Intuitive Retail

April 15, 2008 a brief moment

A few seconds is not a very long period of time, but it's all the time marketers have to communicate with a shopper at retail. That's why intuitive retail is the holy grail of in-store marketing. It's retail shorthand. In application it has the power to create rich, compact experiences that tap strong emotional associations and life connections without rational processed thought.

Foundations of intuitive retail

Intuitive retail is rooted in human behavior. For it to be effective, it must fundamentally meet the expectations a person has created through life experience and deliver confidence, control, comfort and belonging.

Manufacturers have spent millions on understanding how consumers use particular products and retailers have spent millions on how people shop their stores. However, associations developed in everyday life drive intuitive responses and expectations. Intuitive retail environments consider a person's expectations based on their whole journey to purchase, not just what they experience in the store.

In most cases, the associations that people build with brands and categories tend to be much stronger outside of the store than inside. People gain knowledge about the world through engagement with it. They go through everyday life and build associations and connections that affect how they behave in the future. Learning what people are doing and how they are behaving in their everyday life is foundational to understanding intuitive associations.

In categories that are high in emotion or high in involvement, intuitive environments reflect existing behaviors. For example, in the baby care category, a smiling baby's face is an incredibly powerful association rich with meaning. In categories void of existing positive associations, intuitive environments affect new behaviors by tapping into behaviors from other experiences-borrowing associations that can help create a new context and connections for people. For example, a comfortable leather chair often found in a home can add a sense of comfort and ease to an otherwise tense retail waiting room.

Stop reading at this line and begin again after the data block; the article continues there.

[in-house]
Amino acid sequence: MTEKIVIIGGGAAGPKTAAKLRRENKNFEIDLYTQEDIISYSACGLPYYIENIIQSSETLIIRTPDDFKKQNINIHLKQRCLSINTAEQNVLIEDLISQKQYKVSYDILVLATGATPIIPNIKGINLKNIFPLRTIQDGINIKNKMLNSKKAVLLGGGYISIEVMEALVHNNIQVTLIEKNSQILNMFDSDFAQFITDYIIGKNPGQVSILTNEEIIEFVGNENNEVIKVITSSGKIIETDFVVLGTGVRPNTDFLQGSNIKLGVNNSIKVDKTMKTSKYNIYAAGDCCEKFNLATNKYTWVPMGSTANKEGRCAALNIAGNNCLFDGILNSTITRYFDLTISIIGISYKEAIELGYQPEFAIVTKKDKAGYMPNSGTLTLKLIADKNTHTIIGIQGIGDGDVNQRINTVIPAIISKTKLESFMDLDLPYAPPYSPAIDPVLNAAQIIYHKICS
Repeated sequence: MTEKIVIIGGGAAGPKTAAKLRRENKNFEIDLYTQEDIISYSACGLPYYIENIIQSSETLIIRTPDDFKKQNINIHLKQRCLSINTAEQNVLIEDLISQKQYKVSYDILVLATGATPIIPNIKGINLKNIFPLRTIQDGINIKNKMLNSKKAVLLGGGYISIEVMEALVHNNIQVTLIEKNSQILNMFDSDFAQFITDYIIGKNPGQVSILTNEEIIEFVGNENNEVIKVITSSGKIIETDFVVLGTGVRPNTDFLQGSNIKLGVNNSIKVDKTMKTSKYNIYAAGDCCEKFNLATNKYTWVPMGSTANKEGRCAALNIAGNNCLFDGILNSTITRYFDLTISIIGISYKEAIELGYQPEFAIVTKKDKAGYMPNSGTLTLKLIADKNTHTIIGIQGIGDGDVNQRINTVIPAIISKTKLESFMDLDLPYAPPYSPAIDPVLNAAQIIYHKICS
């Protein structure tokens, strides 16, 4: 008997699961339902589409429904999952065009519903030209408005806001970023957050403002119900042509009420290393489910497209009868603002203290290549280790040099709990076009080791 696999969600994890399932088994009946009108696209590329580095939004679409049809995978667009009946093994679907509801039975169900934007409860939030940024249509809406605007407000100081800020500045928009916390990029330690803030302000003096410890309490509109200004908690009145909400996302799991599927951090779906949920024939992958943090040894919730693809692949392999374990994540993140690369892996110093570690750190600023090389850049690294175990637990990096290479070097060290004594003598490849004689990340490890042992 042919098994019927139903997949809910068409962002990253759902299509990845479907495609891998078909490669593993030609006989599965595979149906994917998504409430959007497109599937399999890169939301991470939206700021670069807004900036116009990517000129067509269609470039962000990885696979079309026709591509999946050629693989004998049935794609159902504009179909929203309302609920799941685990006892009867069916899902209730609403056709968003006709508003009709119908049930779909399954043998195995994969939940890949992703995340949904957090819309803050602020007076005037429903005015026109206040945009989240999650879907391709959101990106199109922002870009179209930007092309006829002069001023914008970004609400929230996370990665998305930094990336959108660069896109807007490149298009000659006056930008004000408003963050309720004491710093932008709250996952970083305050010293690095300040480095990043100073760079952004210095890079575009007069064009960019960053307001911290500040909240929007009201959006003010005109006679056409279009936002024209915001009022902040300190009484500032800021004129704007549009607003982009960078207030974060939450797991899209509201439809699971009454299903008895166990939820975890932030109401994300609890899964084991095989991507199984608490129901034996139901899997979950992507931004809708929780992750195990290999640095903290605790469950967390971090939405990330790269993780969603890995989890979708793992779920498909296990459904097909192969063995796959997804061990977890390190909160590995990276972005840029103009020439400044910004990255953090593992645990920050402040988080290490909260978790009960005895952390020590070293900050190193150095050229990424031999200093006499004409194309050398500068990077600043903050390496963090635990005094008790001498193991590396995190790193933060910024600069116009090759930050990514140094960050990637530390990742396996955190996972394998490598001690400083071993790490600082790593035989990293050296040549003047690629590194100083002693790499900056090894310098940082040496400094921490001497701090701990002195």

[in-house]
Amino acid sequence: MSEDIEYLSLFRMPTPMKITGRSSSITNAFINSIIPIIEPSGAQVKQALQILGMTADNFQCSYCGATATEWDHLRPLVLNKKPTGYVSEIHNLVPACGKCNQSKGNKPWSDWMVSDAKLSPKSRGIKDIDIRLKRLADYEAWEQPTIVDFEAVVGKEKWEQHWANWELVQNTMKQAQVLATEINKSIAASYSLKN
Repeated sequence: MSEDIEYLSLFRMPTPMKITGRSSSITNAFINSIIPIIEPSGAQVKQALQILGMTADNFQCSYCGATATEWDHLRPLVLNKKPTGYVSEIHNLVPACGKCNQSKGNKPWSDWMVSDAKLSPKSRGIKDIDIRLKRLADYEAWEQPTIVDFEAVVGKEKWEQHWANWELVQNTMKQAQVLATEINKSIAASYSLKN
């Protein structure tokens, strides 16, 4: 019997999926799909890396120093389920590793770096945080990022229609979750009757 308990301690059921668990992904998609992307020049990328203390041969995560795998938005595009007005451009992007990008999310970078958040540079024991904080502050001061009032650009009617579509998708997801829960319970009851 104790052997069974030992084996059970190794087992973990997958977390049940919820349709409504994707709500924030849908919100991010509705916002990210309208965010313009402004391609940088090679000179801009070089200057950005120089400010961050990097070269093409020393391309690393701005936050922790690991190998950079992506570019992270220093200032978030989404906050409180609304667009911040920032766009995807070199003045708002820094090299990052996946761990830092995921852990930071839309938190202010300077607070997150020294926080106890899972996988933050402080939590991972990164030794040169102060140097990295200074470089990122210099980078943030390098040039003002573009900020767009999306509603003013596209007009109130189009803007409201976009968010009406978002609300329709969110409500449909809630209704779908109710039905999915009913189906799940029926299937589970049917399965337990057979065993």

Creating confidence

The smallest things can cause a person to loose confidence in their shopping experience. Like any moment in life that steals your thunder, a shopper's confidence can be lost in just a moment, and if the damage is great enough, that moment could cost a retailer a customer for life.

For men, gender confusion is often a thief of confidence. Imagine a man looking for a new bike at his local bike shop. The shop has lines and lines of bikes without any signage to help make sense of them. Bikes today all look very different and very alike at the same time. After a bit of searching, he finds himself standing over a bike to check its fit. He's very excited about his choice...until a salesperson checks in and notes that he's standing over a women's bike. This scenario is called a ‘confidence killer.' The confidence and enthusiasm that the man entered the store with was stolen from him in that brief moment. Today's shoppers need retail environments and experiences that give them full and complete confidence.

People often feel disadvantaged at retail because they don't have as much knowledge or information as the retailer. Intuitive retail environments attempt to level the playing field for shoppers. An example is replacing wall-like service counters (that create barriers between customers and service representatives), with interactive pods allowing the consumer more access to computer screens for information and better understanding. This is a step towards closing this knowledge gap. Another way of leveling the playing field and closing this gap is using category descriptors. Signage identifying the men's bike section would avoid the confidence killer like mentioned above.

Giving control

People intuitively want choices in life, but too many choices can be overwhelming. In a shopping environment, this can lead to frustration and fatigue. There are 30,000 products at the supermarket, three times as many as thirty years ago. Old brands with new scents, new brands with old scents, new sizes, new line extensions; the list goes on. Choice has reached the overwhelming point.